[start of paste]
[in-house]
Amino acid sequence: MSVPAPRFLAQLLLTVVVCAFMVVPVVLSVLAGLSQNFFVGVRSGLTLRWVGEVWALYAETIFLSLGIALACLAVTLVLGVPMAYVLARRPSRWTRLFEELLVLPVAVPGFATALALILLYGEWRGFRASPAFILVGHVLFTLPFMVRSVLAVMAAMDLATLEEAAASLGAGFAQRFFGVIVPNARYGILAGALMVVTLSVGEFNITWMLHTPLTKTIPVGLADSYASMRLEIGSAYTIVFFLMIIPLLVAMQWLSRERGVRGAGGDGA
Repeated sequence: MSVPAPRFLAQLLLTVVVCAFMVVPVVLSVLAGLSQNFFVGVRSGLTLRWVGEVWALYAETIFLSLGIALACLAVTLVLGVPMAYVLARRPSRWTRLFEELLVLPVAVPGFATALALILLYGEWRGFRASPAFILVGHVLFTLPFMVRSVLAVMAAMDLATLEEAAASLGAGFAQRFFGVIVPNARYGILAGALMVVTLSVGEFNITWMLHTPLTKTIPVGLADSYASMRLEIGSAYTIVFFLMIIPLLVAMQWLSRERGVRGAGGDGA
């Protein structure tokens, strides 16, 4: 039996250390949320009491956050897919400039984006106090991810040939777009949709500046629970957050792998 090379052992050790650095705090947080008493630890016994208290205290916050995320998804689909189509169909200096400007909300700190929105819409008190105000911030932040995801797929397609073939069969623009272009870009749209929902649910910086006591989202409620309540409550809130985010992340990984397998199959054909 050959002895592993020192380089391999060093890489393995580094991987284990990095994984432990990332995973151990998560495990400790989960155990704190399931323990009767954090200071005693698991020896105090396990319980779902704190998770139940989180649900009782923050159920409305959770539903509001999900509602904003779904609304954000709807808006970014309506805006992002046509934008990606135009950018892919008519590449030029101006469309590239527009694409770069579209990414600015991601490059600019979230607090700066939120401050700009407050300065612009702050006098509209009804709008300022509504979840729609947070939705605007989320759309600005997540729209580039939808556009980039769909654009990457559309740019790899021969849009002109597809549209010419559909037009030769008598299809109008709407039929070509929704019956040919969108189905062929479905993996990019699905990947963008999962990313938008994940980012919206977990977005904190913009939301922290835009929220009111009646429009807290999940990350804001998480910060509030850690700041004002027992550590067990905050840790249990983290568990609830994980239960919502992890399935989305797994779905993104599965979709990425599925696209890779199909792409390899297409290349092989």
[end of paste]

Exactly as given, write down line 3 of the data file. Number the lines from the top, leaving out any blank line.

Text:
Repeated sequence: MSVPAPRFLAQLLLTVVVCAFMVVPVVLSVLAGLSQNFFVGVRSGLTLRWVGEVWALYAETIFLSLGIALACLAVTLVLGVPMAYVLARRPSRWTRLFEELLVLPVAVPGFATALALILLYGEWRGFRASPAFILVGHVLFTLPFMVRSVLAVMAAMDLATLEEAAASLGAGFAQRFFGVIVPNARYGILAGALMVVTLSVGEFNITWMLHTPLTKTIPVGLADSYASMRLEIGSAYTIVFFLMIIPLLVAMQWLSRERGVRGAGGDGA